The War Of The Cold War

2534 Words Sep 29th, 2014 11 Pages
Since the end of the Cold War, the total amount of wars has declined sharply compared to those that occurred during the cold war period. According to Baylis et al. the 1990’s were the least violent decade since the end of World War II. Along with the striking decline of wars, lie a new form of state cooperation, one which theorists call the Democratic Peace Theory. This theory holds that while democracies do go to war that they do not fight each other. In essence, in a region where all democratic countries exist, war will become nonexistent. However, along with the Democratic peace theory are other theories within the theory of Realism that pose great reasons for the causes of war. On the same note, we see new conflicts arising in the form of terrorism taking up the new image of wars. So despite the overall commendable decline of wars, wars continue to persevere in certain regions of the world where it is exhibiting new features. As a result, I agree with Joll’s argument that most wars have many intertwining causes especially in this day and era where most of the conflicts and all wars current are as a result of an ethnic clash often linking to religion. (Baylis et al. 2011).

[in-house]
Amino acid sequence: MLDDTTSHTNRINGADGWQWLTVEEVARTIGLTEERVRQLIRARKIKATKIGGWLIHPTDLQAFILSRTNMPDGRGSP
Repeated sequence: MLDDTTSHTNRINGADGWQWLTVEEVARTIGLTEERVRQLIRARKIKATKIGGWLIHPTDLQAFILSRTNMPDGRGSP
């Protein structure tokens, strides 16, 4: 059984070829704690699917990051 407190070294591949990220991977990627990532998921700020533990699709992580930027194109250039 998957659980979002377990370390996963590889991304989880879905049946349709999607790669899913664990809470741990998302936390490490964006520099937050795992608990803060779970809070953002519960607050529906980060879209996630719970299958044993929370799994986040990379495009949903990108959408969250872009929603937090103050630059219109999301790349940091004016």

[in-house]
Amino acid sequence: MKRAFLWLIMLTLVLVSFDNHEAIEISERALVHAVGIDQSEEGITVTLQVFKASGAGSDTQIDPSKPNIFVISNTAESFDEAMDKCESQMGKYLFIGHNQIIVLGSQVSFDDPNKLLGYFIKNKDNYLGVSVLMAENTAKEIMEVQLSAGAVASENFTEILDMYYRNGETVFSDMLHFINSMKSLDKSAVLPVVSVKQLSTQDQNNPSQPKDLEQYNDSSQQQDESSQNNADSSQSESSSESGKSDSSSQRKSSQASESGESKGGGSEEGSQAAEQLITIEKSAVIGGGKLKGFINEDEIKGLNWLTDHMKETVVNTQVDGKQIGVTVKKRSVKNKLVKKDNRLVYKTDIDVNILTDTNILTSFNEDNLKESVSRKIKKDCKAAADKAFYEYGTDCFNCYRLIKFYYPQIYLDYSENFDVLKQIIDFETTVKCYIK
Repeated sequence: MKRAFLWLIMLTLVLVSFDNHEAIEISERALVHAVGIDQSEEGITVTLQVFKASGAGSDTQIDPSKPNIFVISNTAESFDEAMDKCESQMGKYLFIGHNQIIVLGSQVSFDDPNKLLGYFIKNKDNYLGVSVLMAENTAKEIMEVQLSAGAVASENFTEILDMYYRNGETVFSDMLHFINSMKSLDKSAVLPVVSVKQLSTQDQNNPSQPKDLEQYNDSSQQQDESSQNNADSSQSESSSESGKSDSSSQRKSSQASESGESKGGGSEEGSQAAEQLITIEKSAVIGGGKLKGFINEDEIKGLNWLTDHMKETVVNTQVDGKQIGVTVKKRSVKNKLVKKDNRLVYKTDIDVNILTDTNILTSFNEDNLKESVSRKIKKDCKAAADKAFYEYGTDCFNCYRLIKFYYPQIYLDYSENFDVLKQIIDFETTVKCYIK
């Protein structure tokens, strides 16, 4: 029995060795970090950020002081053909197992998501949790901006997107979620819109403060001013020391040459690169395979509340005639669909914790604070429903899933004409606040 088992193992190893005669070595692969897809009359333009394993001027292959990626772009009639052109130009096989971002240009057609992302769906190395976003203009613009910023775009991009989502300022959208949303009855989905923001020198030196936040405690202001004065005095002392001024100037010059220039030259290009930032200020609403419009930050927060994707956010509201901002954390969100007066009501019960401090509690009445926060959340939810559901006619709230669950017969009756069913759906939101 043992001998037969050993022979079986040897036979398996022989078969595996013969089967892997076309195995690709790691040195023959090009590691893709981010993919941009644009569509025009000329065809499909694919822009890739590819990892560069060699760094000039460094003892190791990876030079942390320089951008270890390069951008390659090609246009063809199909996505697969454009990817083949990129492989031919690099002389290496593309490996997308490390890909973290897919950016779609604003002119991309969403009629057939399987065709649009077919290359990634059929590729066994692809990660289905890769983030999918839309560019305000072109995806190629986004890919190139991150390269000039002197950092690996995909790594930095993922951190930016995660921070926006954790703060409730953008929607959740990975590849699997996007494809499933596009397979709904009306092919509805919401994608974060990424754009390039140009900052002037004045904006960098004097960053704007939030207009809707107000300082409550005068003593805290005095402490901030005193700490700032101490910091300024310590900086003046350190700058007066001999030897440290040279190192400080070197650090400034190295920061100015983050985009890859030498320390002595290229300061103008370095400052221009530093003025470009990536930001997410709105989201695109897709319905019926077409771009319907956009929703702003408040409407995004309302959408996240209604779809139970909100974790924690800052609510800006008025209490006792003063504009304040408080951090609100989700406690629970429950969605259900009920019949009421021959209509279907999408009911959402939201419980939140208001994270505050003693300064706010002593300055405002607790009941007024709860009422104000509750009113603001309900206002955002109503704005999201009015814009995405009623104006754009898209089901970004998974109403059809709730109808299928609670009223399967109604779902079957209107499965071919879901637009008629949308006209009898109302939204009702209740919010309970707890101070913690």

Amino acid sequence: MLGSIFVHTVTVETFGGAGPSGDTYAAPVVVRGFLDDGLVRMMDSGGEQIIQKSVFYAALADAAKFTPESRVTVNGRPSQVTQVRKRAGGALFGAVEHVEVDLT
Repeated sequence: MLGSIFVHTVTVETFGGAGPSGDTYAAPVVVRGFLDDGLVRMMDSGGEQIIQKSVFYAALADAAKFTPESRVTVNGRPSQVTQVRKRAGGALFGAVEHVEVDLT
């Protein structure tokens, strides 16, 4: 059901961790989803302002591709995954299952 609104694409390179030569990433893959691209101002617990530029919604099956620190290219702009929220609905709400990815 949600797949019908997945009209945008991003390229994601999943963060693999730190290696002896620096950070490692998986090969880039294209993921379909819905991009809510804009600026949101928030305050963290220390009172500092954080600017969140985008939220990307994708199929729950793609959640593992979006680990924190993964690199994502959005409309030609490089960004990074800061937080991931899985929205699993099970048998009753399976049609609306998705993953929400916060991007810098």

These new features can be attributed to Globalization which has brought with it, the collapse of traditional cleavages such as class and ideology, as a result war has been induced by culture and identity clashes. According to Baylis et al. “globalization has weakened the national forms of identity that…

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